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Circumcision ban removed from ballot

Thursday, August 4th, 2011

by Heather Cassell

Saying that the state regulates medical procedures, San Francisco Superior Court Judge Loretta Giorgi struck the controversial anti-circumcision proposition from the November ballot last week, ordering the head of the city’s Department of Elections to remove it.

The proposition, which qualified for the ballot in May, sought to criminalize anyone practicing circumcision on boys under the age of 18 within San Francisco. Violations would result in a misdemeanor with a fine of up to $1,000 or imprisonment in county jail for up to one year, or both.

The proposition allowed for a well-defined medical exclusion, but not a religious exception.

A coalition of Jewish and Muslim groups filed suit in June, seeking to remove the proposition from the ballot. A hearing was held on the matter last week, but the judge had already issued a tentative ruling that she intended to remove the proposition.

State trumps city

Inside the courtroom, it was standing room only as opponents and proponents of the anti-circumcision measure listened to the arguments made by attorney Michael J. Kinane, representing proponent Lloyd Schofield, and Michael Jacobs, a partner at Morrison and Foerster who took the case pro bono on behalf of the Jewish Community Relations Council, Muslim families, and medical professionals.

Kinane argued that California and the U.S. hasn’t “pre-empted” or addressed the issue of male circumcision as it has for girls. “The United States has stepped into the sphere as to the female, they have not in an equal protection sense stepped in as to males,” he said.

Jacobs argued that aside from the state’s pre-empting the proposed ballot measure it was “narrow and dangerous” from health care professionals’ perspectives and that “it would require a rather dramatic rewriting.”

Deputy City Attorney Mollie Lee simply agreed with Girogi’s tentative ruling.

Girogi agreed with Jacobs and Lee that the state pre-empted the ballot measure in regards to medical practitioners and that the medical and religious aspects of the measure couldn’t be severed from each other.

“I’m going to take your argument to heart,” Girogi told Kinane, “however, again, I think it reinforced my original rule.”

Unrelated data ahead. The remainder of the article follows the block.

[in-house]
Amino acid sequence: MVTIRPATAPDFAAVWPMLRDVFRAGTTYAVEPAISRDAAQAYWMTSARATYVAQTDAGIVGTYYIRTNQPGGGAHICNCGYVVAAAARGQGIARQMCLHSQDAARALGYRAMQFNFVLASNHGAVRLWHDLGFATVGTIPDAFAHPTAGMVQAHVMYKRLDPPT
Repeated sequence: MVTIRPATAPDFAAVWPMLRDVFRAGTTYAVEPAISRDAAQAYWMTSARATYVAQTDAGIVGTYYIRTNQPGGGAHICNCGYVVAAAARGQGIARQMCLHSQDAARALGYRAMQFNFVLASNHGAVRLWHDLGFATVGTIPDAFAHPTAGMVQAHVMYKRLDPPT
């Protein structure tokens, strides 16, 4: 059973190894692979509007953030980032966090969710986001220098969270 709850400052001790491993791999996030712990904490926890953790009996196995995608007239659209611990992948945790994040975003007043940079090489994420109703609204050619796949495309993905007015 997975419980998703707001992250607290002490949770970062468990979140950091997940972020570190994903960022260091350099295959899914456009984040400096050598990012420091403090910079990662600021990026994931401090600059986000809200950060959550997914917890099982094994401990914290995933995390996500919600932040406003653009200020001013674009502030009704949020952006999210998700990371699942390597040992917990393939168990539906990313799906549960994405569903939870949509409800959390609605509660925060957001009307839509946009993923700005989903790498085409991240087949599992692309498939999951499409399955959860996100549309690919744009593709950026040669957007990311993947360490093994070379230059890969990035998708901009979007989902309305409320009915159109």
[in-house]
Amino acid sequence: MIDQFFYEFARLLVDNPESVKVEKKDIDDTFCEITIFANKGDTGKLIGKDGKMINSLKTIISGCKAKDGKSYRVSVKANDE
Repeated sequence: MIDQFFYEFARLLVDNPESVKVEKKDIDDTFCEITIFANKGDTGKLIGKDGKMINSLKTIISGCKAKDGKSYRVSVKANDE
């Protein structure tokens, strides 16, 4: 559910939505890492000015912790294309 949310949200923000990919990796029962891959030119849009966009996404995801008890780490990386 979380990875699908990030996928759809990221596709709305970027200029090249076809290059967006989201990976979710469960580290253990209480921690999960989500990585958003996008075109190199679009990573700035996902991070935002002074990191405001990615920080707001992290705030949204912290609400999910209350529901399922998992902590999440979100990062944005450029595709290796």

Proponents of the ballot measure vowed to not give up their fight.

“This issue is not ending, whether it’s us or other people, we will not stop until all men are protected from this damaging harmful surgery,” said Schofield. He worked on the proposition with Richard Kurylo, who “envisioned” the measure. Kurylo, a gay man, stood outside the Superior Court with Schofield and an estimated 25 protesters after Girogi’s decision.

“I’m really sad and upset,” said Sean-Michael Rau, 25, a queer man and a member of Bay Area Intactivist, as he stood with other protesters outside the court. “I wish that we could have had a chance to exercise our democratic right to vote, but this is not the end.”

It is unclear if anti-circumcision proponents will take the battle to the state and federal level.

State lawmakers have also entered the debate as Assemblyman Mike Gatto (D-Silver Lake) authored a bill that calls for male circumcision to be regulated by the state. That legislation continues to move forward.

Opponents were pleased with the court’s ruling.

“We are very pleased with the judge’s ruling,” said Abby Michelson Porth, associate director of the Jewish Community Relations Council and the lead plaintiff of the lawsuit.

Porth, who was a bit shaken by a protester who yelled at her in the hallway outside of the courtroom, added, “Today the judge reaffirmed that this minor medical procedure called circumcision is within the state’s province to regulate.”


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